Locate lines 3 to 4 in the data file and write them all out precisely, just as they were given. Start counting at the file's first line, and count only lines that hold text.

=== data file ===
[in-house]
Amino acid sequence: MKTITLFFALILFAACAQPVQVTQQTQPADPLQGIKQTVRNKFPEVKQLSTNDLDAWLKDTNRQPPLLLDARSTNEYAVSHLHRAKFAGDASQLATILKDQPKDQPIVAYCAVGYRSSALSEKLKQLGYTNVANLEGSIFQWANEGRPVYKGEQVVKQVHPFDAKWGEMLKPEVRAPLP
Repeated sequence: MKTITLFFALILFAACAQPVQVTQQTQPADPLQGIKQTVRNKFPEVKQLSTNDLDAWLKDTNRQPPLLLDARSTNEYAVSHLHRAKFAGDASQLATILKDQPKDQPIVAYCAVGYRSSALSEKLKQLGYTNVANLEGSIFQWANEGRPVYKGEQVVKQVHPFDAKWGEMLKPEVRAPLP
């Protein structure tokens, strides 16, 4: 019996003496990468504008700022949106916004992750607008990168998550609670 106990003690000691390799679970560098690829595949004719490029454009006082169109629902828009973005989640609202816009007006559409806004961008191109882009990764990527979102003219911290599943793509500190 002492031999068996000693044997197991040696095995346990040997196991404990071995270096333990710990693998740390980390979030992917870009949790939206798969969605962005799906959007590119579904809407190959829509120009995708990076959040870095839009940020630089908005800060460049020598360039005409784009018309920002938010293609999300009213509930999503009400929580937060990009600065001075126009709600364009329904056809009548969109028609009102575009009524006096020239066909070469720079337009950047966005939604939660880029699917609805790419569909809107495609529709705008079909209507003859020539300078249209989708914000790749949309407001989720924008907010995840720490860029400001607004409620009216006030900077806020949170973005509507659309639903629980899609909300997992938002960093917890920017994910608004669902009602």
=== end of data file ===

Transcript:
Repeated sequence: MKTITLFFALILFAACAQPVQVTQQTQPADPLQGIKQTVRNKFPEVKQLSTNDLDAWLKDTNRQPPLLLDARSTNEYAVSHLHRAKFAGDASQLATILKDQPKDQPIVAYCAVGYRSSALSEKLKQLGYTNVANLEGSIFQWANEGRPVYKGEQVVKQVHPFDAKWGEMLKPEVRAPLP
């Protein structure tokens, strides 16, 4: 019996003496990468504008700022949106916004992750607008990168998550609670 106990003690000691390799679970560098690829595949004719490029454009006082169109629902828009973005989640609202816009007006559409806004961008191109882009990764990527979102003219911290599943793509500190 002492031999068996000693044997197991040696095995346990040997196991404990071995270096333990710990693998740390980390979030992917870009949790939206798969969605962005799906959007590119579904809407190959829509120009995708990076959040870095839009940020630089908005800060460049020598360039005409784009018309920002938010293609999300009213509930999503009400929580937060990009600065001075126009709600364009329904056809009548969109028609009102575009009524006096020239066909070469720079337009950047966005939604939660880029699917609805790419569909809107495609529709705008079909209507003859020539300078249209989708914000790749949309407001989720924008907010995840720490860029400001607004409620009216006030900077806020949170973005509507659309639903629980899609909300997992938002960093917890920017994910608004669902009602």